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dc.contributor.authorVillafrank, Caroline
dc.date.accessioned2018-09-25T12:04:19Z
dc.date.available2018-09-25T12:04:19Z
dc.date.issued2016-05
dc.identifier.urihttp://hdl.handle.net/1951/70430
dc.description1 online resource (iv, 71 pages) : illustrations.en_US
dc.description.abstractAs the population of English Language Learners continues to grow, policymakers, legislators and courts alike have struggled with implementing educational policy. Virtually, since its inception, the United States has struggled with determining how to best educate its linguistically diverse students. From segregation cases in the 40s, 50s and 60s, to modern day English only movements, to present day policies such as No Child Left Behind, any educational victories that have been obtained have been intermittent and disjointed (Powers, 2014). As the United States continues to grow increasingly diverse are policymakers prepared to adequately meet the demands of educating English Language Learners? The purpose of this study is to examine how English as a New Language Teachers (ENL) in Chautauqua County New York perceive No Child Left Behind and Commissioner's Regulations Part 154 in the ENL classroom, and whether these laws have influenced their teaching. Data was obtained through face-to-face interviews, observation and recording and policy analysis. Results indicate that participants felt mostly negative towards No Child Left Behind, and viewed Part 154 favorably. Participants' negative perceptions towards No Child Left Behind did not appear to negatively affect their teaching. Implications for addressing the educational needs of ELLs and Policymaking, as well as future research are also discussed. [from author's abstract]en_US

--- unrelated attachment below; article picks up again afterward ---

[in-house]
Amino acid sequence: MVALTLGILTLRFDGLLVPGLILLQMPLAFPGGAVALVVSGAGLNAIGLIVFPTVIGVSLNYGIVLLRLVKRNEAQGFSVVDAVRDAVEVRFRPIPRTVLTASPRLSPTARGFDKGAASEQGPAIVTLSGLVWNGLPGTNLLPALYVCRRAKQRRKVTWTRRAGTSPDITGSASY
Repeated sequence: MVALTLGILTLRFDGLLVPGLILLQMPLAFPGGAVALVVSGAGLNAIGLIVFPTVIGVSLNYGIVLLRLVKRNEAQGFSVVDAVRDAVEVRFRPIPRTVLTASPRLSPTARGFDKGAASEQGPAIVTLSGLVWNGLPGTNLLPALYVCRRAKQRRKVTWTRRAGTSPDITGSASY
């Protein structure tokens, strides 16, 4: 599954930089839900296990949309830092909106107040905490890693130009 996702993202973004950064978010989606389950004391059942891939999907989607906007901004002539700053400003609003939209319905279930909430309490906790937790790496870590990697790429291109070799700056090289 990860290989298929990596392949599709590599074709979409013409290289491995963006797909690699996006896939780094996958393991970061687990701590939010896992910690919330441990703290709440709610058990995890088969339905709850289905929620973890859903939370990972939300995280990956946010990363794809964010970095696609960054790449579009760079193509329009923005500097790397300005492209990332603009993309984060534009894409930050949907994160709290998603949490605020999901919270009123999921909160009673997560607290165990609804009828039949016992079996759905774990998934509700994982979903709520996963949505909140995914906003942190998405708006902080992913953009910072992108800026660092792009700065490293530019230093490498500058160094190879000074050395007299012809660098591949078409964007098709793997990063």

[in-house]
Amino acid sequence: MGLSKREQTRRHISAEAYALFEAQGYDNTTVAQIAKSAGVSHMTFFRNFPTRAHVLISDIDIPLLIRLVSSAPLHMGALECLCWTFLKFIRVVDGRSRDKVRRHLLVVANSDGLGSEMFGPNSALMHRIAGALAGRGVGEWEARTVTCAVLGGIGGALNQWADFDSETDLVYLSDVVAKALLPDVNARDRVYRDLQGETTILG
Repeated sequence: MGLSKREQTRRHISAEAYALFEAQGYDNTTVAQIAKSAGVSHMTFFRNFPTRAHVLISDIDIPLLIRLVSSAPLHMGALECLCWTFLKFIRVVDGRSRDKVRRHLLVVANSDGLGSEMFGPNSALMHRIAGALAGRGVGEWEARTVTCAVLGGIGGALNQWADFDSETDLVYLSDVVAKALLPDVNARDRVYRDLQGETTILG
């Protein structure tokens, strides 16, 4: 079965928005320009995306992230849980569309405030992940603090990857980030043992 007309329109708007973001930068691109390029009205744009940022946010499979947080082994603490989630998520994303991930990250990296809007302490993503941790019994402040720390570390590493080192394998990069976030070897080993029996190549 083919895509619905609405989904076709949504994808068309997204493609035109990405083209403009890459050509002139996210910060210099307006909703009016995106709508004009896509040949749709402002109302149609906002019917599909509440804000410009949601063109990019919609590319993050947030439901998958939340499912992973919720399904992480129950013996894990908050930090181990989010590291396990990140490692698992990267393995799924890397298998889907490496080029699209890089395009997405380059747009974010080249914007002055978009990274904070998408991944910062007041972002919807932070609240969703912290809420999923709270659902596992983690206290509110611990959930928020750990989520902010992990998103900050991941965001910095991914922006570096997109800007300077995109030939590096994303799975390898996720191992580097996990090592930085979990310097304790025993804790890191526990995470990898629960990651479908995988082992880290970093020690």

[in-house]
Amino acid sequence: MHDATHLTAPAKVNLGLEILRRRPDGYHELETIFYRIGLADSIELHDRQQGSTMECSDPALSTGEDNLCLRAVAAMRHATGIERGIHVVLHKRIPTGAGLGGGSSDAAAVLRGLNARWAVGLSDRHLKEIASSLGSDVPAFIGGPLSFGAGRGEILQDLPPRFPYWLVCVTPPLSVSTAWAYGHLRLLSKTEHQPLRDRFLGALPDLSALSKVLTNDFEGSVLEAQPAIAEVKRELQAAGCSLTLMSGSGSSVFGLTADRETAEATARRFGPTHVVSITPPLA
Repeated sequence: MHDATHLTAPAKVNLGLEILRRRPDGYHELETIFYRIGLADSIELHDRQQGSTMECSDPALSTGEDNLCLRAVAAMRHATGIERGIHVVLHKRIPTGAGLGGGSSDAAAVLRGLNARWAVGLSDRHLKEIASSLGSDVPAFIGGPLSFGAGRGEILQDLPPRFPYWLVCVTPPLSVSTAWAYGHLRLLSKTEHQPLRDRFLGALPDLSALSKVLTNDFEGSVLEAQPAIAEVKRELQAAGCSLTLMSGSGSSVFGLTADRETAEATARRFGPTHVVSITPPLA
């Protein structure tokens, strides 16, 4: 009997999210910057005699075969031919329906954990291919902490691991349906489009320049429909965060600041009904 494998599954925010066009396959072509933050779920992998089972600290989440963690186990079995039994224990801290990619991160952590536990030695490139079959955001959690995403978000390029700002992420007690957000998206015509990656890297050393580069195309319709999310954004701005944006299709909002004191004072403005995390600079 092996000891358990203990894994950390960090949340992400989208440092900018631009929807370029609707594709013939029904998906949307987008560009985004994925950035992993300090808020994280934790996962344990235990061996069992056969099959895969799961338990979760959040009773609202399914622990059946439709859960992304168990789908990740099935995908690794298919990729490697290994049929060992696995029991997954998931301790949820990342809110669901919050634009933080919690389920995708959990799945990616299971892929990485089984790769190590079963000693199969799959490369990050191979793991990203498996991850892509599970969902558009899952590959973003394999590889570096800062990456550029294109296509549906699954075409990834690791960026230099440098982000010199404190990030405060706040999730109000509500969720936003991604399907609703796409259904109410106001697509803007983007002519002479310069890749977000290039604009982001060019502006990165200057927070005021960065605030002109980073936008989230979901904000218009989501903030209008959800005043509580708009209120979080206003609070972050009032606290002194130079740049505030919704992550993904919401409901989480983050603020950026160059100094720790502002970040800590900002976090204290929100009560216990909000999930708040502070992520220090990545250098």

dc.language.isoen_USen_US
dc.publisherState University of New York College at Fredoniaen_US
dc.rightsAttribution-NonCommercial-NoDerivs 3.0 United States*
dc.rights.urihttp://creativecommons.org/licenses/by-nc-nd/3.0/us/*
dc.subjectTeachers--Rating--Government policy--United Statesen_US
dc.subjectSchool improvement programs--Government policy--United States.en_US
dc.subjectLimited English-proficient students--Education--Government policy--New York (State), Western.en_US
dc.subjectEducational accountability.en_US
dc.subjectNo Child Left behinden_US
dc.subjectEnglish Language Learneren_US
dc.subjectChautauqua Countyen_US
dc.titleTeacher attitudes toward No Child Left Behind and part 154 in the English as a New language classroomen_US
dc.typeThesisen_US


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Attribution-NonCommercial-NoDerivs 3.0 United States
Except where otherwise noted, this item's license is described as Attribution-NonCommercial-NoDerivs 3.0 United States